I’m ambivalent about this approach – doubtless it works, but it is quite a reductive concept, although I appreciate how much less alienating to a general audience this must be than trying to make up futuristic or ‘spacey’ costumes for ringmasters or explorers, which would connote nothing. It’s the same thinking behind animal-aliens like the Judoon or Sisters of Plenitude; you’re far less likely to scare off your audience or make them snigger into their coffee by introducing an alien clearly based on a familiar animal, rather than something like, say, Alpha Centauri.
Unfortunately, despite this link between the eras, this story falls down by comparison to the new series because nothing is made of the big, daft ‘circus… IN SPACE!!!’ concept. A modern story would have a field day with that, but here it’s just accepted so, disappointingly, it doesn’t feel like a big deal. Even the way it’s introduced is lost in the choppily mixed-up opening scenes; imagine some sort of Trial of a Time Lord-like swooping modelshot of the big top as the opening scene, rather than a mix of the Ringmaster rapping; Bellboy and Flowerchild being pursued; and the Doctor juggling in the TARDIS. It’d be a really striking opening and everyone would get the concept straight away.
In fact, the disjointed, choppy scene progressions do a massive disservice to the story; individual scenes that should have been longer are instead distractingly intercut. The eighties trend of having several scenes cut up into infuriatingly short little snippets, and then intercut with about five other things, is not only infuriatingly ADHD but makes everything seem entirely inconsequential. Bad editing (and music) belie its budgetary constraints too, though at least there is enough invention to shine through. (Part one’s bizarre cliffhanger – “Well, are we going in or aren’t we?” – is one of the worst culprits.) Aside from these technical constraints, at least – echoing my comments about Paradise Towers – there are no stories like this in any other period; the show is trying something new rather than mimicking a former approach.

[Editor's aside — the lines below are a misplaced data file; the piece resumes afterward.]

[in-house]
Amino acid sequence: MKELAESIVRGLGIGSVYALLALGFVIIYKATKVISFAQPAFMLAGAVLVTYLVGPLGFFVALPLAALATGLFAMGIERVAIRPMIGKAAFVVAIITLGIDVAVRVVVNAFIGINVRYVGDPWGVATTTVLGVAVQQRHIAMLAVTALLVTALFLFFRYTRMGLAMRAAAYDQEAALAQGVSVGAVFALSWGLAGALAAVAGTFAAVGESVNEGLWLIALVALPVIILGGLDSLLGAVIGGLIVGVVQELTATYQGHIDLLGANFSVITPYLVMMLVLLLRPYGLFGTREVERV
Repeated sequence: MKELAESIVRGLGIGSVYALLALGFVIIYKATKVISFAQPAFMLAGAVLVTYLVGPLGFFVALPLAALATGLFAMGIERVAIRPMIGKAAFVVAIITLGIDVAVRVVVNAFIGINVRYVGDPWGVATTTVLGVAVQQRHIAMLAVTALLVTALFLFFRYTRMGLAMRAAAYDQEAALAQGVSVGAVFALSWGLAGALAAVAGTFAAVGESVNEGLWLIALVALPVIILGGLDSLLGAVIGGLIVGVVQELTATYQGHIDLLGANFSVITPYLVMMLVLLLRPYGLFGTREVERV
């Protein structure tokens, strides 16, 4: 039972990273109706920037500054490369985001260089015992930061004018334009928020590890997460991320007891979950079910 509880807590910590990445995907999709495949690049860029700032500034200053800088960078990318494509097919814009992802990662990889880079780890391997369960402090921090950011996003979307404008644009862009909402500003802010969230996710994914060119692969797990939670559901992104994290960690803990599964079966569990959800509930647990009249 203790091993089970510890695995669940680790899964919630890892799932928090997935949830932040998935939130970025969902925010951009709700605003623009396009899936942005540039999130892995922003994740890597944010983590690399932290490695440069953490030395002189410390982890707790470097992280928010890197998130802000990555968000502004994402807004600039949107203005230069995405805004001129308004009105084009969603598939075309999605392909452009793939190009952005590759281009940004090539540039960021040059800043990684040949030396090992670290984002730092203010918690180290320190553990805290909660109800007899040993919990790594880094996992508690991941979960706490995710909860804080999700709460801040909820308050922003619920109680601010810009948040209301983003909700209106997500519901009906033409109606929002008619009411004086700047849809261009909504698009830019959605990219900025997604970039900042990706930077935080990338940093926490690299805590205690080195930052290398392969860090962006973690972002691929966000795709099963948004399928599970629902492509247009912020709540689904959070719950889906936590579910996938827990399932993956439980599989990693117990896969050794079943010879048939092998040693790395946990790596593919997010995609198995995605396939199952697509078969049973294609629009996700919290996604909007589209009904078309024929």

What makes the slightly unfocused cast of characters more annoying is than, when they do work, they’re brilliant. Intriguingly, for example, the Captain, with his quintessential Britishness, young female companion, and ever-present tea, is like an amoral version of the Doctor, while the Chief Clown is brilliantly creepy, all the more so because he’s not evil, or a robot, but a ‘real’ person. In fact, he must be one of the most evocative villains at this stage of the programme. His fey/sinister breathlessness, coupled with his strangely terrifying exaggerated hand gestures and deranged laugh, makes me empathise with Ace’s phobia.
The comparison to season twenty-four stands; the concept of “a friendly hippy circus … turned into a trap for killing people,” is great, and does smack of a more effective version of the kind of madcap/oddball/quirky stories from that run. Fortunately, its ‘zaniness’ is tempered by its more ominous atmosphere. You certainly couldn’t imagine any other Doctor in it, which I think is great – the series is doing brave new things! The whimsy, in fact, could have been pushed even further. It’s interesting that the surreal approach of this story, with its exaggerated archetypes, is more akin to The Celestial Toymaker or Mind Robber than more conventional sci-fi stories, yet the setting is technically ‘just’ some alien planet.
Ultimately, larger than life tone and bold imagery isn’t enough to stop the story falling apart, its grasp on narrative logic becoming increasingly tenuous. “Don’t try our patience!” What’s the eye and the medallion all about? And though the gladiator’s sword makes for a good moment… I have no idea why it’s important. Everything’s very muddled – in the words of Marge Simpson talking to John Waters, although I didn’t understand, “I loved hearing it!”, but I’m not sure that’s good enough.
Last comparison to the new series (promise): can you imagine a story where a convenient deus ex machina plot device that saves the day wasn’t even foreshadowed?! The new series is in no way without its flaws in this department, but though we’ve had our share of reset switches and all those fan-reviled bits of laziness, at least Russell T Davies’ resets are in some way prepared for. Having said that, I don’t know if that’s necessarily better – maybe that’s more cynical than the ‘guilelessness’ of a less structurally box-ticking outing like this. Hmm, I feel I may have stumbled into classic series/new series smackdown territory. And that's a fight I don't want anything to do with.